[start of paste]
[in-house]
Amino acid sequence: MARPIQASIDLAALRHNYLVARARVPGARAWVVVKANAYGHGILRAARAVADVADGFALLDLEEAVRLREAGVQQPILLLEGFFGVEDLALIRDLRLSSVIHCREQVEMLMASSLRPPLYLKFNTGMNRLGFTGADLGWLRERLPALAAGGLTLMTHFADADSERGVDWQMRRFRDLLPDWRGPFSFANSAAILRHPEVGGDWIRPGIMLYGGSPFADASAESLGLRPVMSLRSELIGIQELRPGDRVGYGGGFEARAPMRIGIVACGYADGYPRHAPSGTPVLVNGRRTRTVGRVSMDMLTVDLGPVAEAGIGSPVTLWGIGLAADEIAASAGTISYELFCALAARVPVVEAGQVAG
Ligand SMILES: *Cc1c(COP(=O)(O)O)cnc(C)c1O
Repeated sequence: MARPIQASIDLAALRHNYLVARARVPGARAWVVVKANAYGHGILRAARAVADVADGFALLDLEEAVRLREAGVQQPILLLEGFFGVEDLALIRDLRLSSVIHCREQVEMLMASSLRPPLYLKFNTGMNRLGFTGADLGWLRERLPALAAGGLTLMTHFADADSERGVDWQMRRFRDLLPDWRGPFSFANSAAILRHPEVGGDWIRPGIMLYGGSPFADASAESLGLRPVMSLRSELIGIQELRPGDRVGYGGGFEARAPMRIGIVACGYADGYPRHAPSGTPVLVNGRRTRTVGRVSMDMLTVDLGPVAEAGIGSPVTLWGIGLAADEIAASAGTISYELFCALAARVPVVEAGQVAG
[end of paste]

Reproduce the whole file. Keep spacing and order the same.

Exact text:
[in-house]
Amino acid sequence: MARPIQASIDLAALRHNYLVARARVPGARAWVVVKANAYGHGILRAARAVADVADGFALLDLEEAVRLREAGVQQPILLLEGFFGVEDLALIRDLRLSSVIHCREQVEMLMASSLRPPLYLKFNTGMNRLGFTGADLGWLRERLPALAAGGLTLMTHFADADSERGVDWQMRRFRDLLPDWRGPFSFANSAAILRHPEVGGDWIRPGIMLYGGSPFADASAESLGLRPVMSLRSELIGIQELRPGDRVGYGGGFEARAPMRIGIVACGYADGYPRHAPSGTPVLVNGRRTRTVGRVSMDMLTVDLGPVAEAGIGSPVTLWGIGLAADEIAASAGTISYELFCALAARVPVVEAGQVAG
Ligand SMILES: *Cc1c(COP(=O)(O)O)cnc(C)c1O
Repeated sequence: MARPIQASIDLAALRHNYLVARARVPGARAWVVVKANAYGHGILRAARAVADVADGFALLDLEEAVRLREAGVQQPILLLEGFFGVEDLALIRDLRLSSVIHCREQVEMLMASSLRPPLYLKFNTGMNRLGFTGADLGWLRERLPALAAGGLTLMTHFADADSERGVDWQMRRFRDLLPDWRGPFSFANSAAILRHPEVGGDWIRPGIMLYGGSPFADASAESLGLRPVMSLRSELIGIQELRPGDRVGYGGGFEARAPMRIGIVACGYADGYPRHAPSGTPVLVNGRRTRTVGRVSMDMLTVDLGPVAEAGIGSPVTLWGIGLAADEIAASAGTISYELFCALAARVPVVEAGQVAG